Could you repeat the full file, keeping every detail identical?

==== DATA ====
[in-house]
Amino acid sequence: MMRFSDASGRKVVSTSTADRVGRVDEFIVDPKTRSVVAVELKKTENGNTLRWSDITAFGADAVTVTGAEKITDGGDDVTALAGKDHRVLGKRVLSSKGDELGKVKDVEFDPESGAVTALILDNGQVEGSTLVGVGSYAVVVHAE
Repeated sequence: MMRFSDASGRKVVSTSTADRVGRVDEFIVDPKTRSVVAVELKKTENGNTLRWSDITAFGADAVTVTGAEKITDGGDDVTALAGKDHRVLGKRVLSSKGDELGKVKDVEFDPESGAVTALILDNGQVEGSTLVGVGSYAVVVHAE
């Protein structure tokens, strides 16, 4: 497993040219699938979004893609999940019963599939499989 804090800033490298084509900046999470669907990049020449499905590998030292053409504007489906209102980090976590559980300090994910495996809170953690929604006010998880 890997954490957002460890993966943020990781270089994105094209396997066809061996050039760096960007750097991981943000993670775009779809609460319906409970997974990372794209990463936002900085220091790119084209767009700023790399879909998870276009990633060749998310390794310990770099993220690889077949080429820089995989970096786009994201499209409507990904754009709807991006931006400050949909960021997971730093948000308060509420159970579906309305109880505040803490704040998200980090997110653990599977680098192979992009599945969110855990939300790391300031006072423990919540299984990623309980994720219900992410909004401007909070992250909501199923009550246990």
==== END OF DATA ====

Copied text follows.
[in-house]
Amino acid sequence: MMRFSDASGRKVVSTSTADRVGRVDEFIVDPKTRSVVAVELKKTENGNTLRWSDITAFGADAVTVTGAEKITDGGDDVTALAGKDHRVLGKRVLSSKGDELGKVKDVEFDPESGAVTALILDNGQVEGSTLVGVGSYAVVVHAE
Repeated sequence: MMRFSDASGRKVVSTSTADRVGRVDEFIVDPKTRSVVAVELKKTENGNTLRWSDITAFGADAVTVTGAEKITDGGDDVTALAGKDHRVLGKRVLSSKGDELGKVKDVEFDPESGAVTALILDNGQVEGSTLVGVGSYAVVVHAE
């Protein structure tokens, strides 16, 4: 497993040219699938979004893609999940019963599939499989 804090800033490298084509900046999470669907990049020449499905590998030292053409504007489906209102980090976590559980300090994910495996809170953690929604006010998880 890997954490957002460890993966943020990781270089994105094209396997066809061996050039760096960007750097991981943000993670775009779809609460319906409970997974990372794209990463936002900085220091790119084209767009700023790399879909998870276009990633060749998310390794310990770099993220690889077949080429820089995989970096786009994201499209409507990904754009709807991006931006400050949909960021997971730093948000308060509420159970579906309305109880505040803490704040998200980090997110653990599977680098192979992009599945969110855990939300790391300031006072423990919540299984990623309980994720219900992410909004401007909070992250909501199923009550246990």